Scientists at Harvard University and Bar IIan University in Israel have successfully injected tiny living DNA nanobots into live cockroaches to deliver drugs directly into the insects' cells.
Although it is still very early days, the same technique could be used to one day treat humans with cancer.
The DNA nanobots, also known as origami robots, are basically tiny living computers that work by folding and unfolding strands of DNA.
When DNA encounters a certain type of protein, it unravels and becomes two complementary strands to the protein.
This is how cancer cells spread through the body. The nanobots have the ability to create a particular DNA sequence that causes the strands to unravel if they come into contact with certain molecules, such as those of a diseased cell.
If the DNA strands were to unravel, then diseased molecules would unravel too and production of the cancer cells would stop.
"DNA nanorobots could potentially carry out complex programmes that could one day be used to diagnose or treat diseases with unprecedented sophistication," Daniel Levner, a bioengineer at the Wyss Institute at Harvard University told New Scientist.
The scientists' research paper, entitled "Universal computing by DNA origami robots in a living animal" has been published in the Nature Nanotechnology journal.
The team of researchers injected several kinds of nanobots into cockroaches. The nanobots were labelled with fluorescent markers allowing the scientists to follow each bot's progress and see how different combinations of robots affect the delivery of drugs within the insect.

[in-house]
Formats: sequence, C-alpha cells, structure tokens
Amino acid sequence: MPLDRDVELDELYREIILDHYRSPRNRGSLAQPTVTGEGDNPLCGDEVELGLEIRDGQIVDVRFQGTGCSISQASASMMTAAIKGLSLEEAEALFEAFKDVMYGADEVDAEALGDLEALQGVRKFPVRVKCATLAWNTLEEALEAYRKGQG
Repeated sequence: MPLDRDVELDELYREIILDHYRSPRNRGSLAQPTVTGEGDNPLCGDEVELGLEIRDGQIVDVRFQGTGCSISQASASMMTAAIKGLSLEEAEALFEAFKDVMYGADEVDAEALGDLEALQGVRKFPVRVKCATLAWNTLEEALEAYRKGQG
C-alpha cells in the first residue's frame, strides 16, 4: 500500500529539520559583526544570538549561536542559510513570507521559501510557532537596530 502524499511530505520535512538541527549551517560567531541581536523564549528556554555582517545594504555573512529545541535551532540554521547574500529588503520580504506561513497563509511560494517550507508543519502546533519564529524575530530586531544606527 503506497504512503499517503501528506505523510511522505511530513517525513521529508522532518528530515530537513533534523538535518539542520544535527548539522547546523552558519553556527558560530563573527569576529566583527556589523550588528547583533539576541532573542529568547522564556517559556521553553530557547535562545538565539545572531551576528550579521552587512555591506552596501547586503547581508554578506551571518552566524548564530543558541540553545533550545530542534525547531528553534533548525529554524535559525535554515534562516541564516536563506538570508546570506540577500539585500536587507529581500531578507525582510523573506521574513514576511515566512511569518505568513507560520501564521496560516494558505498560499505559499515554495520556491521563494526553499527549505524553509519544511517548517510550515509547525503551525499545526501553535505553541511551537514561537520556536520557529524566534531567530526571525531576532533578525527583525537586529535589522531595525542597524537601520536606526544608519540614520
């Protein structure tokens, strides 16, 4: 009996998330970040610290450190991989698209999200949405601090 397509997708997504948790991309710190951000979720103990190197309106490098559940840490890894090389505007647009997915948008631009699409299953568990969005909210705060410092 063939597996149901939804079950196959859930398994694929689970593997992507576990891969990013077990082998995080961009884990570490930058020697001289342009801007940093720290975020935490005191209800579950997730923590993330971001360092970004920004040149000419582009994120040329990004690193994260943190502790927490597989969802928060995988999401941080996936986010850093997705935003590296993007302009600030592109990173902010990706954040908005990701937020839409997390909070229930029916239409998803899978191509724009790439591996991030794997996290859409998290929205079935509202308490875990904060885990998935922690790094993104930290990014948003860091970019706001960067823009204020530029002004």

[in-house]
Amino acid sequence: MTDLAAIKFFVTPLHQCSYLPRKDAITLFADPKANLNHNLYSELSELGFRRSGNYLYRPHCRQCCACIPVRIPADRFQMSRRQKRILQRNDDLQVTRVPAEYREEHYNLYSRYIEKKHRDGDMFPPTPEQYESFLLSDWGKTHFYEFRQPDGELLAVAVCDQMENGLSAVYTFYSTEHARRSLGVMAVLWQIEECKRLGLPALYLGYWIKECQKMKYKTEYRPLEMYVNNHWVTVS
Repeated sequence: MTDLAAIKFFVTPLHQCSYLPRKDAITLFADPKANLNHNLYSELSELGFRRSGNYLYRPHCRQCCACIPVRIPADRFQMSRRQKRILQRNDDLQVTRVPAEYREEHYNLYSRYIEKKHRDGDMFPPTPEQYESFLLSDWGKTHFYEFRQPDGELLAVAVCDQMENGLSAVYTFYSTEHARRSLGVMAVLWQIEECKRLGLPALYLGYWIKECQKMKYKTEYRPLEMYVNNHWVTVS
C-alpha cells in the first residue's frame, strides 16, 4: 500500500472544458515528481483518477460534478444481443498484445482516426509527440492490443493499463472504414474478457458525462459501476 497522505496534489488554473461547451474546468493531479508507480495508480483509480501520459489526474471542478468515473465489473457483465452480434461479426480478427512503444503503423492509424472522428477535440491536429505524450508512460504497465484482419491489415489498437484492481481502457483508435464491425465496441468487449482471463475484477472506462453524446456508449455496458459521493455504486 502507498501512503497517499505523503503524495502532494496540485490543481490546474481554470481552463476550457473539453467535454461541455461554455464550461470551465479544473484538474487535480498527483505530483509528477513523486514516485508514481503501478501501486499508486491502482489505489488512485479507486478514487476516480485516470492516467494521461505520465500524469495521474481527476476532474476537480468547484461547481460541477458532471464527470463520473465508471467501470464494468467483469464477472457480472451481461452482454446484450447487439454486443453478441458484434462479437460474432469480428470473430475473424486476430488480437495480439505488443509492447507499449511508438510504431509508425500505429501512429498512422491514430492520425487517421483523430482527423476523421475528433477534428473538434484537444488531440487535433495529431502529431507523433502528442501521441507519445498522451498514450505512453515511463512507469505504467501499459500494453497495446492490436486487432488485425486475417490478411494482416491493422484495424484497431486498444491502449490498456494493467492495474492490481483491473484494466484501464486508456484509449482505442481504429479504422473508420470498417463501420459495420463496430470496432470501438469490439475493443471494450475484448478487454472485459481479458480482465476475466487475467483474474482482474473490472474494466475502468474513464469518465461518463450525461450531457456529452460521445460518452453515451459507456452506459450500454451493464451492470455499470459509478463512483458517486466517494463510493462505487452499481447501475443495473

"This is the first time that biological therapy has been able to match how a computer processor works," said the paper's co-author Ido Bachelet, of the Institute of Nanotechnology and Advanced Materials at Bar Ilan University.
The power of an 8-bit computer
The nanorobots are so accurate and efficient in delivering the drugs that they are like a computer system, and it would be possible to scale up the computing power of these tiny machines so that it was on par with that of an 8-bit computer from the 1980s, such as a Commodore 64 or an Atari 800.
"Unlike electronic devices, which are suitable for our watches, our cars or phones, we can use these robots in life domains, like a living cockroach," says Ángel Goñi Moreno of the National Center for Biotechnology in Madrid.
"This opens the door for environmental or health applications."
The scientists need to enhance the robots' stability so they can survive in mammals and it will likely take at least five years for preliminary trials to start on humans.